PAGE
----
Biogeochemical regions of the Mediterranean Sea: An objective multidimensional and multivariate environmental approach

Gabriel Reygondeau, Cécile Guieu, Fabio Benedetti, Jean Olivier Irisson, Sakina Dorothée Ayata, Stéphane Gasparini, Philippe Koubbi

Research output: Contribution to journalArticlepeer-review


When dividing the ocean, the aim is generally to summarise a complex system into a representative number of units, each representing a specific environment, a biological community or a socio-economical specificity. Recently, several geographical partitions of the global ocean have been proposed using statistical approaches applied to remote sensing or observations gathered during oceanographic cruises. Such geographical frameworks defined at a macroscale appear hardly applicable to characterise the biogeochemical features of semi-enclosed seas that are driven by smaller-scale chemical and physical processes. Following the Longhurst's biogeochemical partitioning of the pelagic realm, this study investigates the environmental divisions of the Mediterranean Sea using a large set of environmental parameters. These parameters were informed in the horizontal and the vertical dimensions to provide a 3D spatial framework for environmental management (12 regions found for the epipelagic, 12 for the mesopelagic, 13 for the bathypelagic and 26 for the seafloor). We show that: (1) the contribution of the longitudinal environmental gradient to the biogeochemical partitions decreases with depth; (2) the partition of the surface layer cannot be extrapolated to other vertical layers as the partition is driven by a different set of environmental variables. This new partitioning of the Mediterranean Sea has strong implications for conservation as it highlights that management must account for the differences in zoning with depth at a regional scale.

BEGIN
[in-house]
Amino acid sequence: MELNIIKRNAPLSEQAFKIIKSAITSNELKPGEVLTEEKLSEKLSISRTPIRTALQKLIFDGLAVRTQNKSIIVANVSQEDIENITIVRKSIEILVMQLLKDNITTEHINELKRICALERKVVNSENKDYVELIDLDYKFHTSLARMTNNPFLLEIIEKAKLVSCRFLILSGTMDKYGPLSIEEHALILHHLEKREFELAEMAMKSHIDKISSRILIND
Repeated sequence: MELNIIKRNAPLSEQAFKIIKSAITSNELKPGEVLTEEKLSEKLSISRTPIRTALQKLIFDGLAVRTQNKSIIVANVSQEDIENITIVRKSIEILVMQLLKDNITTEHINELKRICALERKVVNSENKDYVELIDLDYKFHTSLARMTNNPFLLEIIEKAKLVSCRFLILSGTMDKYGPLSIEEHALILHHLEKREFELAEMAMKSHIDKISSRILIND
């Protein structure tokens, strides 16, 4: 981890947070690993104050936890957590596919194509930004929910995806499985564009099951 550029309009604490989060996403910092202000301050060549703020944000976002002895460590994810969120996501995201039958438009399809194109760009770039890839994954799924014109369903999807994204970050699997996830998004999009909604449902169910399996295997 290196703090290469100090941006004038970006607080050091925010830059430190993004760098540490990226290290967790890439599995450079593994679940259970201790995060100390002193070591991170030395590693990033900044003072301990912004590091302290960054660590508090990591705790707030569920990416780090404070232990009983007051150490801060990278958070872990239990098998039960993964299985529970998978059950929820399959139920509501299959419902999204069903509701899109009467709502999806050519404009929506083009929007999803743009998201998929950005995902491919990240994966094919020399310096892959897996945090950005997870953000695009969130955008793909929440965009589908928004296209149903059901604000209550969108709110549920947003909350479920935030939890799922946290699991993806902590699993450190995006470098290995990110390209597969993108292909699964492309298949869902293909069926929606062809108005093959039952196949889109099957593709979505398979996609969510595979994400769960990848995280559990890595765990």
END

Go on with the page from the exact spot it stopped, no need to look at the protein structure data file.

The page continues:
Original languageEnglish (US)
Pages (from-to)138-148
Number of pages11
JournalProgress in Oceanography
StatePublished - Feb 1 2017


  • 3D partition
  • Biogeography
  • Environmental conditions
  • Longhurst approach
  • Ocean
  • Semi-enclosed sea
  • Vertical divisions

ASJC Scopus subject areas

  • Aquatic Science
  • Geology


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